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Find out ways to save yourself money the next time you go on over to the print shop to get one of your graphic design projects printed out. The more you can do in house before sending a project to a printer, the more money you can save on the printing cost. Below I have shared some secret tips with you to save some of your precious money at the commercial printers.
1) Complete the project. In other words, get the project camera-ready so all the printer has to do is shoot a negative, burn a plate, load the press and print. (See Chapter Printing Problems for an explanation of these.) If the printer has to make any adjustments to your file, you can expect to pay for these.
2) Shoot your own negatives. Not everyone has the huge camera needed to make printing negatives. Still if you plan to make a living doing graphic design, investing in a graphic arts large-frame camera and darkroom could be a wise idea. By large-frame camera, I mean one capable of holding a negative about a yard long. You’ll also have to have a darkroom, chemicals and developing trays.
3) Burn your own plates. (See Chapter Printing Problems for definition of burning plates). However, you’ll need to be sure your plate is the size the printer needs. If the plate is too big, it can be trimmed. If the plate is too small, it will have to be junked. Also, if you burn your own plates, leave them completely flat. Let the printer make his own crimps in the plate to attach it to the press. Come plates can be burned on a large-frame camera. Some plates require a specialized plates-only camera because of lighting requirements.
4) Use standard-stock paper. This generally means white paper cut to letter or legal size in the US or country-standard size elsewhere on the globe. Use standard envelopes, postcards, business card stock for these projects. Every time you order a special color of paper, you increase the price. Every time you order a different trim on the paper, say 7 inches by 9 inches, you increase the price because the printer will have to cut these sheets. Understand also that the thicker a paper is, the more it will cost per sheet.
#5 If there are photos in the document, do they need to be retouched?
One of the most common image changes I make in Photoshop is to adjust the ‘levels’ of an image. This is to make sure that white areas are bright white and black is actually black. This really helps with image contrast (in the image menu, select ‘adjustments’, then ‘levels’). Also, colour prints tend to get darker after scanning, and large reductions can make shadow areas heavier. Your designer will be able to help out here.
If you don’t realise just how much a photo can be manipulated, I suggest checking out this article, ‘The twisted reality of fashion advertising‘.
#6 Is the paper opacity sufficient or will there be any see-through?
If you hold a newspaper up to the light, you can read the text and see the images on the other side of the paper. This might be fine in the newspaper industry, where paper costs are astronomical, but you obviously don’t want your corporate annual report to have the same effect. By choosing a good weight of paper stock (approx. 150gsm) you’ll not only prevent this from happening, but your colours will print more brilliantly too.
#7 What about the texture of the paper?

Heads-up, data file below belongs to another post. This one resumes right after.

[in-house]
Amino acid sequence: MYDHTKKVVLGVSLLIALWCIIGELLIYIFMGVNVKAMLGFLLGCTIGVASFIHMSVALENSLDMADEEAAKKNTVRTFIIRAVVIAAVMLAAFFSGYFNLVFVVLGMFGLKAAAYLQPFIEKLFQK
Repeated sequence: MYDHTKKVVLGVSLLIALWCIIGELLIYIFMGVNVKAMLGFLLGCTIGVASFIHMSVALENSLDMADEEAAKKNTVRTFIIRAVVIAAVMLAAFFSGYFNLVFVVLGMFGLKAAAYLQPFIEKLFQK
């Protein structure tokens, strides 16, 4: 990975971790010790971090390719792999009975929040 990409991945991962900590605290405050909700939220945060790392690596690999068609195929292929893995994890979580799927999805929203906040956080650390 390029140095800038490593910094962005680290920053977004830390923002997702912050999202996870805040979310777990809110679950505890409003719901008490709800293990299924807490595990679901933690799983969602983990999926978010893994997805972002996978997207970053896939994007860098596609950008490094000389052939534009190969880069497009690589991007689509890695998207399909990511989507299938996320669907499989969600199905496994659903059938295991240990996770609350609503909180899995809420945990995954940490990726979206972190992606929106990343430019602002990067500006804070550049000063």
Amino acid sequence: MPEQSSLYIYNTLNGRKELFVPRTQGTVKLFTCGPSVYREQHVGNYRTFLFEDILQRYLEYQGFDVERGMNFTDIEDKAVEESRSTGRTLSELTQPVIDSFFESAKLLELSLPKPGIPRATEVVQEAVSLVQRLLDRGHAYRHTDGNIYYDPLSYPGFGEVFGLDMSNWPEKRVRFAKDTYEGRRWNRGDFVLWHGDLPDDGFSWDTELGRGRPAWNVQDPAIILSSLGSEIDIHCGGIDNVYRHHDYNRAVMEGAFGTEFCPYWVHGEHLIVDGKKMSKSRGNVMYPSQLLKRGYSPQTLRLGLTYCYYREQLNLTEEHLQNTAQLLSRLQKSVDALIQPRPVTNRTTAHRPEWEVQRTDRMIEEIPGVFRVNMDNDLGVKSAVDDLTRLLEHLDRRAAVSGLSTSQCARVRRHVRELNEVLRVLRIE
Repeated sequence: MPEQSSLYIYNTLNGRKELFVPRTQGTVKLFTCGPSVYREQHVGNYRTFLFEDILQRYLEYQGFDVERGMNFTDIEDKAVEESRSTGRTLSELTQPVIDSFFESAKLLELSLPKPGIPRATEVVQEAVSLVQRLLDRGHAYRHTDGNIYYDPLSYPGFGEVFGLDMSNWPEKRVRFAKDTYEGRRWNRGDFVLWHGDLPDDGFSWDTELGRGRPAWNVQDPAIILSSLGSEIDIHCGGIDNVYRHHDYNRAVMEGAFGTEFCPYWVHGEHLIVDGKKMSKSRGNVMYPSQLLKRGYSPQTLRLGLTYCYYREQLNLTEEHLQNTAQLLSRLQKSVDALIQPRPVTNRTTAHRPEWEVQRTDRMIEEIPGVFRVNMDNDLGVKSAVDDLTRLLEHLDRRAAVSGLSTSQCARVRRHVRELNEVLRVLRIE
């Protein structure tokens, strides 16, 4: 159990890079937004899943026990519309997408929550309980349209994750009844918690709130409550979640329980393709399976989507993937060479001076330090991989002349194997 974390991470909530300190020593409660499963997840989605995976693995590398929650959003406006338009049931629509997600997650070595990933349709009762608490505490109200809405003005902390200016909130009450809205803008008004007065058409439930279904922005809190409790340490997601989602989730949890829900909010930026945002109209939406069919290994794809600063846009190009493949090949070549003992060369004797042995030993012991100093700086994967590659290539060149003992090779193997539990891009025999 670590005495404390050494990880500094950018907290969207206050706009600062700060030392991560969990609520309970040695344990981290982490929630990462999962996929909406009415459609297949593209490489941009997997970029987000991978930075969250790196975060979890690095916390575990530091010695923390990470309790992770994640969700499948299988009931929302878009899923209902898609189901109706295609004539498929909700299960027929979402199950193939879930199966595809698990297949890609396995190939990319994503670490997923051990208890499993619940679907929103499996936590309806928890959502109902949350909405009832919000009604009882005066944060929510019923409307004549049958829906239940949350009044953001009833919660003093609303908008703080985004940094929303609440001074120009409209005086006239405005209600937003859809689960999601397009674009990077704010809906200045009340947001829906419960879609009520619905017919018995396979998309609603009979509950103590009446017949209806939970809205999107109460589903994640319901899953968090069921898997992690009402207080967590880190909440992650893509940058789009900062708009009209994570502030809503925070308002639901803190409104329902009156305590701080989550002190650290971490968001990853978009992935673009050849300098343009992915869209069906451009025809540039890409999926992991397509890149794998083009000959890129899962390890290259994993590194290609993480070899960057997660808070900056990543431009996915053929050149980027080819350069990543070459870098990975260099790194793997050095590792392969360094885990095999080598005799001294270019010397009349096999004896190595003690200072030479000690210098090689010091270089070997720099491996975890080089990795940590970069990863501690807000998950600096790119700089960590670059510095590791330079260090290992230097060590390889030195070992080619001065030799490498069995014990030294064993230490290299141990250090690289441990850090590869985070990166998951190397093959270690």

Cheap paper feels cheap to touch. Is this the impression you want to give? When receiving a quote, why not factor in a few different weights of paper? You might be surprised at how little extra you need to pay for a higher quality paper.
#8 Can we substitute our choice of paper for a stock that is less expensive, while still looking as good?
Again, your printer will help here, and one factor this depends on is the amount of ink you’re going to use. For instance, if you have large areas of black to be printed, you’ll need a decent paper stock to prevent the paper going out of shape.
#9 Will ink colours change when printed on a particular type of paper?
Printing inks are transparent and will change depending on the brightness or “yellowness” of a white paper. Remember, paper critically affects the colour of your printed product.
#10 Does the printed sheet need a varnish?
If your print job is to be stacked and packaged, you have to be careful that the ink doesn’t transfer from one brochure / poster / business card to another during storage and transit (this is called offsetting). Varnishing can be a useful preventative. You can also consider aqueous coating to guard against fingermarking and scratching. Most printing presses will apply anti-offset powder, which is a fine powder lightly sprayed over the printed surface of coated paper as sheets leave a press. This is normally sufficient to prevent ink offset, but if in doubt, ask.
#11 Can we print four colours on one side of the sheet and black on the reverse to give the illusion of a “four colour process” job?
If you want to use colour, but find that it’s too expensive, you can always print one side of the paper using full colour with the reverse in black only. Newspaper companies use this technique to give the appearance of full colour printing. What you’ll find however, is that a lot of the time only one side of a newspaper page shows colour, whereas the reverse of that page is in black only. This saves money, yet keeps a higher quality appearance.
#12 Can we combo-run any of the elements for a cost-savings?
Always ask the printer if there’s any space left on the printing plates for extra work. You could, perhaps, print some extra business cards on the same printing plate as a batch of brochures, saving you money.